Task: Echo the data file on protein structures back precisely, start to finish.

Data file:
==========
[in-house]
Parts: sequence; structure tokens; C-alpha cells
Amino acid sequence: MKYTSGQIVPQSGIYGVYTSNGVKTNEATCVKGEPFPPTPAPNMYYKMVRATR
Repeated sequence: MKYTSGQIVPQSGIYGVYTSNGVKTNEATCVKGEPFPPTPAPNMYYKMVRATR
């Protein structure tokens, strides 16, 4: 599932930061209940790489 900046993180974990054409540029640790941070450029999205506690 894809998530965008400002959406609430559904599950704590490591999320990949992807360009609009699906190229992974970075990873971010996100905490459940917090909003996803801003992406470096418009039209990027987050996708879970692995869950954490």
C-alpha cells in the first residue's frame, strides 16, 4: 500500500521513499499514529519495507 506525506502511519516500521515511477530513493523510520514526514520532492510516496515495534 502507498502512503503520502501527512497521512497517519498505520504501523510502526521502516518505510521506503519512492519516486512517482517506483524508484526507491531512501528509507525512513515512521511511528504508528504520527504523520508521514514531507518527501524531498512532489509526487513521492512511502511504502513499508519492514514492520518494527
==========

[in-house]
Parts: sequence; structure tokens; C-alpha cells
Amino acid sequence: MKYTSGQIVPQSGIYGVYTSNGVKTNEATCVKGEPFPPTPAPNMYYKMVRATR
Repeated sequence: MKYTSGQIVPQSGIYGVYTSNGVKTNEATCVKGEPFPPTPAPNMYYKMVRATR
């Protein structure tokens, strides 16, 4: 599932930061209940790489 900046993180974990054409540029640790941070450029999205506690 894809998530965008400002959406609430559904599950704590490591999320990949992807360009609009699906190229992974970075990873971010996100905490459940917090909003996803801003992406470096418009039209990027987050996708879970692995869950954490």
C-alpha cells in the first residue's frame, strides 16, 4: 500500500521513499499514529519495507 506525506502511519516500521515511477530513493523510520514526514520532492510516496515495534 502507498502512503503520502501527512497521512497517519498505520504501523510502526521502516518505510521506503519512492519516486512517482517506483524508484526507491531512501528509507525512513515512521511511528504508528504520527504523520508521514514531507518527501524531498512532489509526487513521492512511502511504502513499508519492514514492520518494527